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How to Write a Song – Part One – Methods & Formula

The Nuts & Bolts of Songwriting

How to write a song - the basics of how to get started - Part One.

A song can be broken down into four constituent elements.

  1. Words – or Lyrics – which are sung along to a:
  2. Melody – which is the part of a tune you hum to yourself because you can’t get it out of your head. Melody is overlaid with:
  3. Harmony – and harmony consists of chords. A chord is three or more notes (sometimes only two) which are played simultaneously to create harmony. All of these are played over:
  4. Rhythm – rhythm is a beat using drums, bass, or other percussion instruments, played at a specific tempo.

The importance delegated to each of these elements is relative to the style or genre of music you’re playing.

For example, in dance music, melody and harmony take a back seat to rhythm.

Rap emphasizes lyric.

Rock music often stresses rhythm as well, but not necessarily to the detriment of the other elements.

What’s the big secret to songwriting?

There’s no magic recipe to writing a song!

No set formula exists for writing the perfect song. The biggest stumbling block is often where to begin. Where you start might depend on your own foundation as a musician.

If your a guitar player like me, you might strum a few chords to create a melody, which will then evoke a mood, which might then inspire a few lyrics.

The great thing about the guitar, is that it’s relatively easy to learn a few chords. And chords fulfill the function of harmony in a song. With a little effort, a person can learn to strum a few chords in a matter of weeks, and then sing along to them.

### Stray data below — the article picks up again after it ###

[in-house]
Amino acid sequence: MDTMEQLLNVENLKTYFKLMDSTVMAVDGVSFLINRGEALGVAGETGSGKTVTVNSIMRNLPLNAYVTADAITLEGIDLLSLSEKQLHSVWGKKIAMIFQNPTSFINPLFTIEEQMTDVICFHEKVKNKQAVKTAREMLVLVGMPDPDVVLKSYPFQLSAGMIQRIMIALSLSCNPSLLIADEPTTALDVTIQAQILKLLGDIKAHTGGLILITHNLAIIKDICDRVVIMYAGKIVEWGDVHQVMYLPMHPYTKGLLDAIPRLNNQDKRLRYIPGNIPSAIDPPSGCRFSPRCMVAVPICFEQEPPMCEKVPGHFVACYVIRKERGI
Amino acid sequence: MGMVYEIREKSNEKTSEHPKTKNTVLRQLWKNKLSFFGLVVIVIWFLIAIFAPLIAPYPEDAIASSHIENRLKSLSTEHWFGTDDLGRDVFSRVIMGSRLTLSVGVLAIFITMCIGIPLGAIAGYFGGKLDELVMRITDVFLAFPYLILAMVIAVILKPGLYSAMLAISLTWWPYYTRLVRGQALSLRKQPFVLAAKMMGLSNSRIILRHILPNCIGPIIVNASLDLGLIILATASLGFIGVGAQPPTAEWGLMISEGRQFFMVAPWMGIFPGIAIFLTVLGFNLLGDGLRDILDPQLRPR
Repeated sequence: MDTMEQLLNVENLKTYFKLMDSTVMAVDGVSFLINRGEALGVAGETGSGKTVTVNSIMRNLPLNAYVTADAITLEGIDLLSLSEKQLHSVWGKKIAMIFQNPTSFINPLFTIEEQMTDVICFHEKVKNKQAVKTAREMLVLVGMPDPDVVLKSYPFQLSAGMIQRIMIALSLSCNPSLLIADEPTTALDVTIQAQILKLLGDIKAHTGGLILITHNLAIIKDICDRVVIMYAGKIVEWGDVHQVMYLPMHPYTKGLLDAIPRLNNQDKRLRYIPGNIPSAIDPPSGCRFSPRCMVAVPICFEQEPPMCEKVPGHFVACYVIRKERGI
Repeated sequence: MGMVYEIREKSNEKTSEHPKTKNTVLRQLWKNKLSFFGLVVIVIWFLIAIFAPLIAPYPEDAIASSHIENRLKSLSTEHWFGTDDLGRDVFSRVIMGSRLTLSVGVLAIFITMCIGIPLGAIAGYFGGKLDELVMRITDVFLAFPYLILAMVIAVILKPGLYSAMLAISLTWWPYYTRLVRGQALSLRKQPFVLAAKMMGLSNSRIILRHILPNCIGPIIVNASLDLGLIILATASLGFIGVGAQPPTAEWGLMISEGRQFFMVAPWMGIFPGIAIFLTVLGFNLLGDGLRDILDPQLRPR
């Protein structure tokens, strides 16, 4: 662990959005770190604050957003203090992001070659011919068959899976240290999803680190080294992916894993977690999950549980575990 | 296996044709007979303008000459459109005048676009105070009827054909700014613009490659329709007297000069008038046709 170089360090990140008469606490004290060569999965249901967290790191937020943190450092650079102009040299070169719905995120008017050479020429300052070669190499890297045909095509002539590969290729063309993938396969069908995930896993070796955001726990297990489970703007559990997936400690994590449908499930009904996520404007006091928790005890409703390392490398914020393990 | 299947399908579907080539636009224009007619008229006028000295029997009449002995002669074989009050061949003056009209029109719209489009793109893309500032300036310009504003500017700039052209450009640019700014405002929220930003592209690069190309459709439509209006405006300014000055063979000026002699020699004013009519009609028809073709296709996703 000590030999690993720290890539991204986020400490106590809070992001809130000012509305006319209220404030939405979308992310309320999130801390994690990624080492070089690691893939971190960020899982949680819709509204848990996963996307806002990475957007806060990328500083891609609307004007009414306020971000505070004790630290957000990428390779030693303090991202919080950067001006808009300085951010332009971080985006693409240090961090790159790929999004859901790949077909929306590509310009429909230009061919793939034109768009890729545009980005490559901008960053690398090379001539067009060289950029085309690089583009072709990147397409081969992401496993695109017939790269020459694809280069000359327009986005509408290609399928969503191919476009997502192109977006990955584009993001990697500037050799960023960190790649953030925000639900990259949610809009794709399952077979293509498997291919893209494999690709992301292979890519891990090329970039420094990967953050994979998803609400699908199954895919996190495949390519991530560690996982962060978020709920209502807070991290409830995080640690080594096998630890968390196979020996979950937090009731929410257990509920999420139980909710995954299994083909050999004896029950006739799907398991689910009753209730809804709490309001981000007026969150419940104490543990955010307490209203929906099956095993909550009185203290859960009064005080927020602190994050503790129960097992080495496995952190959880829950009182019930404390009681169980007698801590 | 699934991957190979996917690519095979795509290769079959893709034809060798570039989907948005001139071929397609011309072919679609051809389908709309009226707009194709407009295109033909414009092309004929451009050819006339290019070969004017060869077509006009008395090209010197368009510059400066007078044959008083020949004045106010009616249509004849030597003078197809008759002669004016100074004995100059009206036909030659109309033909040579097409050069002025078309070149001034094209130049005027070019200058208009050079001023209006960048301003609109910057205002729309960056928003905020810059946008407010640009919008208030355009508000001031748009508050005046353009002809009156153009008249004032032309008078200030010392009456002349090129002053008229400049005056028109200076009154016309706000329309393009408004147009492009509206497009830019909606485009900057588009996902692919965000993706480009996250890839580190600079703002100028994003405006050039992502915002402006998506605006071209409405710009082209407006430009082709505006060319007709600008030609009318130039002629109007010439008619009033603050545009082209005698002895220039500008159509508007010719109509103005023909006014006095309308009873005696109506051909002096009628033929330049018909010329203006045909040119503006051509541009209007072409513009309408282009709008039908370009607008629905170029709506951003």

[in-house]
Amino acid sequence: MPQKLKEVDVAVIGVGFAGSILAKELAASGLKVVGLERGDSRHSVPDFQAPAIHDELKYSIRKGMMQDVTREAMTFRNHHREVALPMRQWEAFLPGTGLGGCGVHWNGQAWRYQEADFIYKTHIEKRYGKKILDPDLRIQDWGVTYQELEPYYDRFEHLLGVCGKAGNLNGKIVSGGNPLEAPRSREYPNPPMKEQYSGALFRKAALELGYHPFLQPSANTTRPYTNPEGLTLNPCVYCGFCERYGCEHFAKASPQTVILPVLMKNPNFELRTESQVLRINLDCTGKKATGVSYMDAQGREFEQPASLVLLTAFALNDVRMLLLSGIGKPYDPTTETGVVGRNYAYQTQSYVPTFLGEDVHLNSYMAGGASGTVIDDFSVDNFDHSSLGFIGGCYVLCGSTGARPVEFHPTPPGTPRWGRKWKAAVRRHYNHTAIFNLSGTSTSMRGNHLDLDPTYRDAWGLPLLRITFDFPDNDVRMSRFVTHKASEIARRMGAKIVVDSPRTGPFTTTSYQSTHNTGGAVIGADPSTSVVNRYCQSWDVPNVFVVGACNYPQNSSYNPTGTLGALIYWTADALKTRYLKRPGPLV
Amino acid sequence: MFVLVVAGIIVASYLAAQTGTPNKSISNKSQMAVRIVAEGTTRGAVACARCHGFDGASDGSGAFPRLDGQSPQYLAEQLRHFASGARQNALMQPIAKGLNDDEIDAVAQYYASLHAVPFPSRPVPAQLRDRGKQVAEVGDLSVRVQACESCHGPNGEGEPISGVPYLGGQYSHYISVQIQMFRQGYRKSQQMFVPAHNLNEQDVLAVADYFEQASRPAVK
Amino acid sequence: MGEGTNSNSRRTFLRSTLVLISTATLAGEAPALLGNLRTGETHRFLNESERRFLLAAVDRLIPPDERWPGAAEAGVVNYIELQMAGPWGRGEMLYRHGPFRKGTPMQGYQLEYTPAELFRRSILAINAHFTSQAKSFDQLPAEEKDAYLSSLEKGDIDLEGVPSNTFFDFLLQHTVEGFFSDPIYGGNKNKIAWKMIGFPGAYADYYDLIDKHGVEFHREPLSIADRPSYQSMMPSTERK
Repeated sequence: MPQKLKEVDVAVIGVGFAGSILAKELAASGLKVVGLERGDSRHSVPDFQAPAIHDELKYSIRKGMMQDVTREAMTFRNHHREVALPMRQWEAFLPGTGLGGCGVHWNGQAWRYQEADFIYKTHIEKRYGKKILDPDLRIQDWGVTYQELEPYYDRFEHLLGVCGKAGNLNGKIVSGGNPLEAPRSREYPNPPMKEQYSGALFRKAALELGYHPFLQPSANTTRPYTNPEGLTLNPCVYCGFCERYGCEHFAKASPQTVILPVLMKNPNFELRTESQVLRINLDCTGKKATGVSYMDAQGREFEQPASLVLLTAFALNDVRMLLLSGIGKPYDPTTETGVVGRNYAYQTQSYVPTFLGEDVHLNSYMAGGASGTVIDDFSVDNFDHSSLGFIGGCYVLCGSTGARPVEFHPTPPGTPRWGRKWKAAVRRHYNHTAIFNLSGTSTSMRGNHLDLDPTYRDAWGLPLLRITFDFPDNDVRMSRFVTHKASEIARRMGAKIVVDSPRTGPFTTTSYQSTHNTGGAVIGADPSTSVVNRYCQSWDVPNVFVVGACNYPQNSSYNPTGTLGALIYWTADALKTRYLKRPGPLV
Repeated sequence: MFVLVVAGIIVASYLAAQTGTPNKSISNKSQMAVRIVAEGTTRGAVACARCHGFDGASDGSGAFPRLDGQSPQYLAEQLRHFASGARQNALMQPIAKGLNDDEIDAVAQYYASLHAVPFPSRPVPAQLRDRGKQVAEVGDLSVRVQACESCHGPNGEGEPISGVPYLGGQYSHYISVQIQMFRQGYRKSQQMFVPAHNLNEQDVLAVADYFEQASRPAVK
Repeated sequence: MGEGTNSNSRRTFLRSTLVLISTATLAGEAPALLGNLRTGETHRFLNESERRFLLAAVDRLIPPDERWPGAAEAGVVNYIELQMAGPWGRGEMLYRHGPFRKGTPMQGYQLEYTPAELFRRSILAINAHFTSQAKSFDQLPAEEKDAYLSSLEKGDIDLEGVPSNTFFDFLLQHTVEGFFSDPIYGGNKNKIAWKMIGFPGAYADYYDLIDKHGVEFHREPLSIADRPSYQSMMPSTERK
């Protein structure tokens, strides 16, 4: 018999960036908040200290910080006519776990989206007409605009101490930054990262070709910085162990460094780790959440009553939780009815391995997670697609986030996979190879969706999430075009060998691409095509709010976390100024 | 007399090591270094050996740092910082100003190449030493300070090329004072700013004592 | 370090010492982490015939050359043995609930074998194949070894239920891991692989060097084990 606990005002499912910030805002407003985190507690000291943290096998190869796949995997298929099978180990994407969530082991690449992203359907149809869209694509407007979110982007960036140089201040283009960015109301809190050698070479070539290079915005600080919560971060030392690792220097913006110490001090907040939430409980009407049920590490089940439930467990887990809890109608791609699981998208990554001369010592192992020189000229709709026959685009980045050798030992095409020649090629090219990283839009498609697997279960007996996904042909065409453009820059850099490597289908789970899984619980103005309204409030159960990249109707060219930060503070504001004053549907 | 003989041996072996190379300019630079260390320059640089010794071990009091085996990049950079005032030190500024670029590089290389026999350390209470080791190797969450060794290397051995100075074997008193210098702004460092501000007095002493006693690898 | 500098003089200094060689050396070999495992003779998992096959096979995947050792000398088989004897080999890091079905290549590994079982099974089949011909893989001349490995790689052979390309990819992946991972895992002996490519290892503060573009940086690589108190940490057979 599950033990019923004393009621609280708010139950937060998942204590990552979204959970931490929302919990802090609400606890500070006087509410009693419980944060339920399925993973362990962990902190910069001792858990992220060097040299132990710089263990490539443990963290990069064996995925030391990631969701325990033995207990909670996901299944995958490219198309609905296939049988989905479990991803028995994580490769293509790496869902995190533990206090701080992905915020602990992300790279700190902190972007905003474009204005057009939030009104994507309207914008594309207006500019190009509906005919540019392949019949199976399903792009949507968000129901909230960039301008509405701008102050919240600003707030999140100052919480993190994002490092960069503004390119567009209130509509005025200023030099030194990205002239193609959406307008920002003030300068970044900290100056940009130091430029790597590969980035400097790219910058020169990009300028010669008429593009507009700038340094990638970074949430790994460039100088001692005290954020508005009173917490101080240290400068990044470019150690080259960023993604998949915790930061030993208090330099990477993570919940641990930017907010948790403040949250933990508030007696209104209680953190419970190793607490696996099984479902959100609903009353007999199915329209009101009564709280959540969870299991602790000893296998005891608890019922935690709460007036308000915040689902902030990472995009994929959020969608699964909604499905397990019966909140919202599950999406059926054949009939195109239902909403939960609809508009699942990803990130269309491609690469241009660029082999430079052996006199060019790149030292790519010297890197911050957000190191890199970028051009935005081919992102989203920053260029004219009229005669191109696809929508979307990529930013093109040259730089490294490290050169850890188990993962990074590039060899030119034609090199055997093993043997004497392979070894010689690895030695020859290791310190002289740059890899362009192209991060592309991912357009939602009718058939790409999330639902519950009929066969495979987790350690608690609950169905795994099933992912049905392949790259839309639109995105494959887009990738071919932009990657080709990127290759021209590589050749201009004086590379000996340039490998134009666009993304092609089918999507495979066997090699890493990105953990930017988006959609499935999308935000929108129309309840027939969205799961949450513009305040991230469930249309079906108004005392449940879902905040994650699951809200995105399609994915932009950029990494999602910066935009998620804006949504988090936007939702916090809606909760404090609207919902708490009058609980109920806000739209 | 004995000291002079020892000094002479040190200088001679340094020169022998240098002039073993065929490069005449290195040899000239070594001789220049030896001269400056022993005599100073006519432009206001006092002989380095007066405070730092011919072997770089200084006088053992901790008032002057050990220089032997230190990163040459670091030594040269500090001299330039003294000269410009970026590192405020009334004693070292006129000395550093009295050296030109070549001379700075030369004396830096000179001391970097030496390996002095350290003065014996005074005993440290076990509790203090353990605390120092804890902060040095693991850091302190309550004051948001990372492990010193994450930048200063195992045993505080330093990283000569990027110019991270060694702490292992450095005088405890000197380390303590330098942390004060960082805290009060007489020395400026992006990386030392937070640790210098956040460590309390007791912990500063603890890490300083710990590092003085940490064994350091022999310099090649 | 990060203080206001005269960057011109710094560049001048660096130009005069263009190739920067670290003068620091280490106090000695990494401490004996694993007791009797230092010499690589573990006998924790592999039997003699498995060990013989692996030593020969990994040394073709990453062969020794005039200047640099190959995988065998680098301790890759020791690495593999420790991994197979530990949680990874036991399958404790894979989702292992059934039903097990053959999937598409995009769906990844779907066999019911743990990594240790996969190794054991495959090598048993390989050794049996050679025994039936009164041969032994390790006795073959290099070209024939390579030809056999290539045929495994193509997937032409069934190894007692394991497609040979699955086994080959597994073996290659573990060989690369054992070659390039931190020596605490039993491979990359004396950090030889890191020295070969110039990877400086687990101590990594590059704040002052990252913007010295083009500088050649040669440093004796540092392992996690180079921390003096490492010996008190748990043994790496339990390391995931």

Keyboards serve the same function for an aspiring songwriter.

What's the secret to writing a good song? How do you know if your song is good? What's the songwriting formula?

Here are a few methods for constructing a song:

Start with Harmony – Start by experimenting with interesting or evocative chord progressions to establish the mood or vibe of the piece. Establish a catchy or compelling sound, then try to freestyle some lyrics over the chords. The drawback of this approach is that melody can often get lost or submersed in the harmony, and the song will then suffer from a narrow or constricted range of melodic pitch.

Start with a Lyric, then put music to it. The benefit here is that the song will develop organically from the subject matter of the lyrics. You don’t need an entire song, only a verse and a chorus. Once you’ve managed to put music to those, ideally, it should inspire the remaining structure of a second or third verse, and then, if needed, a bridge.

Start with Melody – then harmonize over it. Create, play, or sing an interesting tune that will sound good without accompaniment. Then create a harmony around it by developing a chord progression which harmonizes the underlying scale tones of your melody.

Start with a Rhythm Track – find a catchy sample or loop on your drum machine, then construct a bass groove around that. The bass line will inspire harmony, which will suggest the mood and then the theme of the song. This approach works really well for rock and rhythm and blues.

Do what the pros do – Emulate (i.e. Copy) – Pick a favorite group or song, then change a little here, and a little there. Insert your own ideas here and there, and voila. You’ve got (ideally) a new (or somewhat new) creation. All the greats have done it. Why not you? You might be surprised at how old ideas uncover a wellspring of new ideas hidden away in your own subconscious.

Happy songwriting!